Grasp the top of the jo with your right hand. Step forwards with your left foot. Commence in right posture as if you had just completed shomen uchi komi. The principle use for the jo is as a weapon to counter and attack other aggressors who are armed with similar weapons or as a weapon to neutralise an unarmed attacker.

Commence in right posture holding the jo in front of you with your left hand at the end of the jo and your right hand a quarter of the way up. Commence in hidari tsuki no kamae. Always check your posture at the beginning and end of each suburi to ensure that you have started and finished correctly. Slide your left hand to the front end of the jo. Tum it over your head to the striking position in preparation for shomen uchi strike right wrist twists.

Push the jo back through your right hand. Hold the jo with your left hand. Move backwards and to the right. Jo Suburi Each of the following twenty suburi should be practised carefully and with feeling.

Both feet slide forwards as you lower your posture during this forward thrust. This is the basic thrusting movement which is featured in many of the jo waza jo techniques. The jo is a stout wooden stave fashioned from Japanese oak which was originally used as a substitute for the long sword and the short spear. Step forwards with your left foot and perform hidari shomen uchi. Expel your breath explosively as the thrust is performed. Lift the jo placing it along the underside of your left forearm while sliding your left foot back beside your right.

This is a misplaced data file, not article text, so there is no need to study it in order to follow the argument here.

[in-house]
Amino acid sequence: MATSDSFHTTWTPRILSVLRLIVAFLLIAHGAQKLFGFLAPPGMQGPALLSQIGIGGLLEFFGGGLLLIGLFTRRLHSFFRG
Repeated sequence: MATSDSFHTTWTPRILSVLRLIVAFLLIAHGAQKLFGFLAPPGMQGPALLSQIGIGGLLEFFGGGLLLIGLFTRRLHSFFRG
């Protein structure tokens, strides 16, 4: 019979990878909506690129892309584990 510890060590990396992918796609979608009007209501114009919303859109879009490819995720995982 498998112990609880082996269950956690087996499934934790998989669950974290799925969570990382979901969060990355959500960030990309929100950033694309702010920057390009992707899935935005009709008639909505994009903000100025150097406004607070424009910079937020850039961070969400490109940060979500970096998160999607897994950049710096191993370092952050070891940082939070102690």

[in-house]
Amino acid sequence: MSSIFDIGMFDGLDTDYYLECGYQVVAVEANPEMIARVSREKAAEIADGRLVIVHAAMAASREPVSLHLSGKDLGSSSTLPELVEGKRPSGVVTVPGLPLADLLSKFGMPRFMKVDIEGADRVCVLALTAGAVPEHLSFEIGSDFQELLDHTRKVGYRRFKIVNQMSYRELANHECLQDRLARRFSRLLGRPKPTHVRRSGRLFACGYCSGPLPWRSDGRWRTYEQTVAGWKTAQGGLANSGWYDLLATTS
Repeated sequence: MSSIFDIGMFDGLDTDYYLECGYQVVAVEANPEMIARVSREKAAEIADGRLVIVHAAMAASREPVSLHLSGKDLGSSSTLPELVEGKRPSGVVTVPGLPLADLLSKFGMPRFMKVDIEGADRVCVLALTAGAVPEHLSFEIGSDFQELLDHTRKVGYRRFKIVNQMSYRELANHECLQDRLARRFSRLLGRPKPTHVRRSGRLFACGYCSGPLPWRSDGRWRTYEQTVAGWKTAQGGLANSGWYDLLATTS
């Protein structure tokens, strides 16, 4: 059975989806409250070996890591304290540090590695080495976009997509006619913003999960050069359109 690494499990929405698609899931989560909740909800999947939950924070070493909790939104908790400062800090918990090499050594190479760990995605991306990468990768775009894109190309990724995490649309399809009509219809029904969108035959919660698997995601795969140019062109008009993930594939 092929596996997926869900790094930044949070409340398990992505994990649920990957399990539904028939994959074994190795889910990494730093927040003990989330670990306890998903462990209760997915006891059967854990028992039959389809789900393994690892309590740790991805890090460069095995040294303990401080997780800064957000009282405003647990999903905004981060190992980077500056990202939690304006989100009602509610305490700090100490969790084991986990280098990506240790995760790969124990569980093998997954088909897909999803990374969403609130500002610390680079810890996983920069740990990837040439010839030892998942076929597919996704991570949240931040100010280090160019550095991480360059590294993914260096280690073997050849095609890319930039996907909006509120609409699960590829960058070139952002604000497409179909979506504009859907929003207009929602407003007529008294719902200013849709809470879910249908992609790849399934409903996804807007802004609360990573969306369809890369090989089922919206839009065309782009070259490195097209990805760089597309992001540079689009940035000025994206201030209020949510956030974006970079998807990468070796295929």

Slide your left hand towards the front of the jo. Slide your right hand down to the end as you bring the jo to a horizontal position. Reach down with your right hand to grasp the jo near its base. Swing back with your right hand to perform choku tsuki. Swing back with your right hand to make choku tsuki first jo suburi. This is a thrust against an opponent who is behind you. Your right hand should be behind the jo pushing it round to make contact. Commence in left posture as for the first jo suburi.